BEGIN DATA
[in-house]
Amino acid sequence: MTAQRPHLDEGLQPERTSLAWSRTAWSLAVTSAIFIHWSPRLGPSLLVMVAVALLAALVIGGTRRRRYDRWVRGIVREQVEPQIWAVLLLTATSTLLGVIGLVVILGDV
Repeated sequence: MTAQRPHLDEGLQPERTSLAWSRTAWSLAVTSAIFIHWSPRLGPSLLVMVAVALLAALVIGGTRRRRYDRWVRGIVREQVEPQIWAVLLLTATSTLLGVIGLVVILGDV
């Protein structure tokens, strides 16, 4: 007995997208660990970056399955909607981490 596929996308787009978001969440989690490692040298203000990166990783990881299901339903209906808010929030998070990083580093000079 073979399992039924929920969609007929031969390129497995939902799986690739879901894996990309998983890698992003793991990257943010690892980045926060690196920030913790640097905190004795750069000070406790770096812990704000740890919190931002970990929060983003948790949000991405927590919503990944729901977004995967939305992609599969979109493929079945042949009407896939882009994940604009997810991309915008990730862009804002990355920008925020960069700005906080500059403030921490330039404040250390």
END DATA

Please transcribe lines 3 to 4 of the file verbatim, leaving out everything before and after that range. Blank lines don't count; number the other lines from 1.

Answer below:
Repeated sequence: MTAQRPHLDEGLQPERTSLAWSRTAWSLAVTSAIFIHWSPRLGPSLLVMVAVALLAALVIGGTRRRRYDRWVRGIVREQVEPQIWAVLLLTATSTLLGVIGLVVILGDV
């Protein structure tokens, strides 16, 4: 007995997208660990970056399955909607981490 596929996308787009978001969440989690490692040298203000990166990783990881299901339903209906808010929030998070990083580093000079 073979399992039924929920969609007929031969390129497995939902799986690739879901894996990309998983890698992003793991990257943010690892980045926060690196920030913790640097905190004795750069000070406790770096812990704000740890919190931002970990929060983003948790949000991405927590919503990944729901977004995967939305992609599969979109493929079945042949009407896939882009994940604009997810991309915008990730862009804002990355920008925020960069700005906080500059403030921490330039404040250390």